“Because trigger warnings involve assumptions about emotional reactions, particularly with respect to P.T.S.D., psychology researchers have begun to study whether trigger warnings are in fact beneficial. The results of around a dozen psychological studies, published between 2018 and 2021, are remarkably consistent, and they differ from conventional wisdom: they find that trigger warnings do not seem to lessen negative reactions to disturbing material in students, trauma survivors, or those diagnosed with P.T.S.D. Indeed, some studies suggest that the opposite may be true. The first one… found that, among people who said they believe that words can cause harm, those who received trigger warnings reported greater anxiety in response to disturbing literary passages than those who did not. (The study found that, among those who do not strongly believe words can cause harm, trigger warnings did not significantly increase anxiety.) Most of the flurry of studies that followed found that trigger warnings had no meaningful effect, but two of them found that individuals who received trigger warnings experienced more distress than those who did not. Yet another study suggested that trigger warnings may prolong the distress of negative memories. A large study by Jones, Bellet, and McNally found that trigger warnings reinforced the belief on the part of trauma survivors that trauma was central (rather than incidental or peripheral) to their identity. The reason that effect may be concerning is that trauma researchers have previously established that a belief that trauma is central to one’s identity predicts more severe P.T.S.D.; Bellet called this “one of the most well documented relationships in traumatology.” The perverse consequence of trigger warnings, then, may be to harm the people they are intended to protect.”
A group of researchers discussed by Gerson recommends against the use of trigger warnings, based on recent research. You’ve seen me use them in the past. You won’t see me use them going forward. If subsequent research recommends trigger warnings, I’m very open to changing my policy.
I do often engage challenging issues that might trigger readers’ trauma. With that in mind, while I won’t be giving trigger warnings, I’ll do my best to make sure that pieces which cover those issues leave the reader with a sense of acknowledgment and hope. Please know that I’m grateful for your readership and for your resilience.
You can follow along with my current reads at Goodreads.
What I’m watching: Jane the Virgin (and the telenovela’s contribution to virtue ethics)
I’ve recently started watching Jane the Virgin on Netflix. For those of you who are not familiar with the show, its central protagonist is a young woman who has guarded her virginity but accidentally becomes artificially inseminated and pregnant with the child of a wealthy hotelier. (The doctor who inseminates Jane is the hotelier’s sister.)
The show is thoroughly and self-consciously a telenovela. It draws on the key trope of the genre: the sudden plot twist based on a shocking new piece of information. A character will decide on a plan of action. And then the viewer will learn a detail that’s hidden from that character—a secret twin, a former lover about to return, or secret tunnels under the hotel—which will render that plan detrimental to the character’s ultimate aims. There’s always a secret detail waiting to derail the best-laid plans. Secret twins, long-lost parents who show up at just the right time, and impersonators create sudden twists and turns throughout the show.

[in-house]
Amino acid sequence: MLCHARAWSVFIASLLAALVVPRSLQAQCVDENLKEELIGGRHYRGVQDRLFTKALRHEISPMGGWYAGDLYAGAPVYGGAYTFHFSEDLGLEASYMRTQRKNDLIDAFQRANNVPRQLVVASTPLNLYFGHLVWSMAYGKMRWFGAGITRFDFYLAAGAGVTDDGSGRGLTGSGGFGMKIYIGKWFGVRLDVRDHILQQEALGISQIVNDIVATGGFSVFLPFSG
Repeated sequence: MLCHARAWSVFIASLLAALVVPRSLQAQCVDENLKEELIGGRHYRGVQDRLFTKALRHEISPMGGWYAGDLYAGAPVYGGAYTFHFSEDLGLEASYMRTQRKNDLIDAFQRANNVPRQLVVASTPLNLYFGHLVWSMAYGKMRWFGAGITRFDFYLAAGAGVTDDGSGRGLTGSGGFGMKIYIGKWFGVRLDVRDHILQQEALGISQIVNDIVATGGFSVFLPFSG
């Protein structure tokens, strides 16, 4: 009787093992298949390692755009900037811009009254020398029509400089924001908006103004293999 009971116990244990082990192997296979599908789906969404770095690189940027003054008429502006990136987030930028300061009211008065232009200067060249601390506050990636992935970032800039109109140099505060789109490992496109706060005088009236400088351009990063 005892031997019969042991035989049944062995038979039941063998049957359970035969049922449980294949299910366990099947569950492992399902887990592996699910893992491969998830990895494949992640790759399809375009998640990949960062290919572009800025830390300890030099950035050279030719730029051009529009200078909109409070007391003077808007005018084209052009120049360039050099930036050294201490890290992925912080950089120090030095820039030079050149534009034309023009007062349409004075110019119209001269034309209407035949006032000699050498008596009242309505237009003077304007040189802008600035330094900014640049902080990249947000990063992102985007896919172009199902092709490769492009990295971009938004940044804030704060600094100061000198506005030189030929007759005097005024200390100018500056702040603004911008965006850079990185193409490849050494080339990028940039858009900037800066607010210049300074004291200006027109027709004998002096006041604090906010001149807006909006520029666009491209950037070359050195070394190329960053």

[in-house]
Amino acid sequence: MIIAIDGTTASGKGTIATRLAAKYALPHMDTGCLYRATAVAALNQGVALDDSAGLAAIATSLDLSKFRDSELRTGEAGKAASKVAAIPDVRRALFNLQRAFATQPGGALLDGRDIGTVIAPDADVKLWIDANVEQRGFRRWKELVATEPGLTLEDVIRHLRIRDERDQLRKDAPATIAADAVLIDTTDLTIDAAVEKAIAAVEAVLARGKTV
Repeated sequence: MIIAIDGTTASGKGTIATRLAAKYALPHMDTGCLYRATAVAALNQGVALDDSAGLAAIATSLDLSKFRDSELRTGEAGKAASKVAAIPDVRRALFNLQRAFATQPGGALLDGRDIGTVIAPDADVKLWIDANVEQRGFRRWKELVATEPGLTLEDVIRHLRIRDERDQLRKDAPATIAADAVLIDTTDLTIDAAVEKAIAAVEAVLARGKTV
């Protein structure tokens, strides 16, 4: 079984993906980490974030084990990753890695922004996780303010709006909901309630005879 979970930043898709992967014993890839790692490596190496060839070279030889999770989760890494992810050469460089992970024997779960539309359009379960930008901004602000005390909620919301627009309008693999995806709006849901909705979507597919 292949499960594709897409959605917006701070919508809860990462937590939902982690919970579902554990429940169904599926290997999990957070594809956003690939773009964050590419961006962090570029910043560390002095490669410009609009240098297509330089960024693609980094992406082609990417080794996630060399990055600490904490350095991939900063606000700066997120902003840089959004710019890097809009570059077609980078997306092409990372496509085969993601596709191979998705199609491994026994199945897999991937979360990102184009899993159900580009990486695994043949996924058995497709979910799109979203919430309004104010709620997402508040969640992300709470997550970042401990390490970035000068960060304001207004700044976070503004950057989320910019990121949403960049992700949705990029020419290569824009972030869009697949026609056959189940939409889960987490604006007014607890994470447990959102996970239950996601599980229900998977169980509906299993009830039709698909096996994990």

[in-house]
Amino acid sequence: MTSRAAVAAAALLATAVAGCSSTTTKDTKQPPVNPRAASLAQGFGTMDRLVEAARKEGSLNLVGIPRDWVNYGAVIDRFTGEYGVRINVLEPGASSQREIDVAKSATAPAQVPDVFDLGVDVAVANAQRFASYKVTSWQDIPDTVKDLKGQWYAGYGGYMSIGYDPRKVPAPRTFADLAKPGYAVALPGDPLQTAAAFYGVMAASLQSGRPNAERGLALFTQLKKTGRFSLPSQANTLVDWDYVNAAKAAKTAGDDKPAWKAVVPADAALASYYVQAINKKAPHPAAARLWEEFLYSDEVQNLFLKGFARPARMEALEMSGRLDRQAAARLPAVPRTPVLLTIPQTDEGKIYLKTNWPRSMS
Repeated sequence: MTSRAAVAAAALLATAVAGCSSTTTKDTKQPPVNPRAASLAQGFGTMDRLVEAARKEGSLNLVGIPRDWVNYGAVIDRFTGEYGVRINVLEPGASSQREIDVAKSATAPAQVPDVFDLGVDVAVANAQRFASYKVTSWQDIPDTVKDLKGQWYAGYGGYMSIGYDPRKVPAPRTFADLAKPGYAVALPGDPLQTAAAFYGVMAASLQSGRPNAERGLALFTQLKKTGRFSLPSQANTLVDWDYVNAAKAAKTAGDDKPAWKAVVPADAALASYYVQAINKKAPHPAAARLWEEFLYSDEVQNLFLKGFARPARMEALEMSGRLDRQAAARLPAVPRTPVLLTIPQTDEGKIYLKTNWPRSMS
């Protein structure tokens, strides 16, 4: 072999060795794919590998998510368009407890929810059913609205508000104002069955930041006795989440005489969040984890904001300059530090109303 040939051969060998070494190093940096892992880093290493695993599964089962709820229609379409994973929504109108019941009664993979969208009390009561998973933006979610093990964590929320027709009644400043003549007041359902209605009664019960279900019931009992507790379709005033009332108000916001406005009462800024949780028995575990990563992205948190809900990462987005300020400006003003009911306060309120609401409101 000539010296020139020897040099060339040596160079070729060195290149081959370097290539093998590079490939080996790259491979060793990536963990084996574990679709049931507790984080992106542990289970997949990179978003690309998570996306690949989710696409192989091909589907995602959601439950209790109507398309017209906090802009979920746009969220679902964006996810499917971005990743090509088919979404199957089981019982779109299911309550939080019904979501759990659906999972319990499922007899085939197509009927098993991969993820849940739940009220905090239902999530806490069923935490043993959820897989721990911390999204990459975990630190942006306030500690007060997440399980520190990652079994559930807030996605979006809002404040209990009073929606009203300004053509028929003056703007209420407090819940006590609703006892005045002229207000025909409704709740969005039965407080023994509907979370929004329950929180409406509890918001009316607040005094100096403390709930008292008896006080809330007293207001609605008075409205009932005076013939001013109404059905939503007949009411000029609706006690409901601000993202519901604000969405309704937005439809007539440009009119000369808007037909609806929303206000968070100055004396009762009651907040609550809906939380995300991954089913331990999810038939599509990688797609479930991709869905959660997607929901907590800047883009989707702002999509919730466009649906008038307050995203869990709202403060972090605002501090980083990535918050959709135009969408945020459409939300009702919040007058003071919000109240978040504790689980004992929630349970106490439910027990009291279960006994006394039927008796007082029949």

One key issue for the telenovela genre is the nature of advice. Characters often fail to recognize the provisional nature of advice-giving. Giving advice to another should always be understood against the backdrop of the advice-giver’s limited knowledge. There’s always a danger that, when someone insists that a piece of advice must be followed, that the advice will be missing a key bit of context that will render it ultimately harmful.
Alasdair MacIntyre raises this concern in Ethics in the Conflicts of Modernity. In an interesting passage I’ve discussed elsewhere, he writes:
“[Let’s say] I need to catch a plane to Chicago. If I do not leave in the next ten minutes, I will fail to reach the airport before the time for its scheduled departure. So I prepare to leave in the next ten minutes. Then I learn that all flights have been cancelled. The effect of adding the new true premise to those that already informed my reasoning is to render the inference that I was about to make unsound.”
Practical reasoning doesn’t always function like syllogistic reasoning. In syllogistic reasoning, the addition of true premises to other true premises doesn’t change the truth of a conclusion. (A + B = C, and A + B + D = C). But in practical reasoning, the addition of true premises to other true premises can sometimes change a conclusion from true to untrue, as we see in the example above. (Leave in 10 + reach airport = catch plane. But leave in 10 + reach airport + flights cancelled ≠ catch plane.) The same is true of moral reasoning, which is a form of practical reasoning. There’s always a risk that we’ll be missing a key piece of information when giving moral advice that would render it unhelpful or even harmful. So moral reasoning should always be given in humility, and with a reminder to the recipient of advice that they are ultimately responsible for making their own decisions, using the best available information.
Now accepting submissions!
If you like what I’m doing here and want to join in this developing project, I’d love for you to submit an essay, poems, or a short story for consideration. You can learn more here.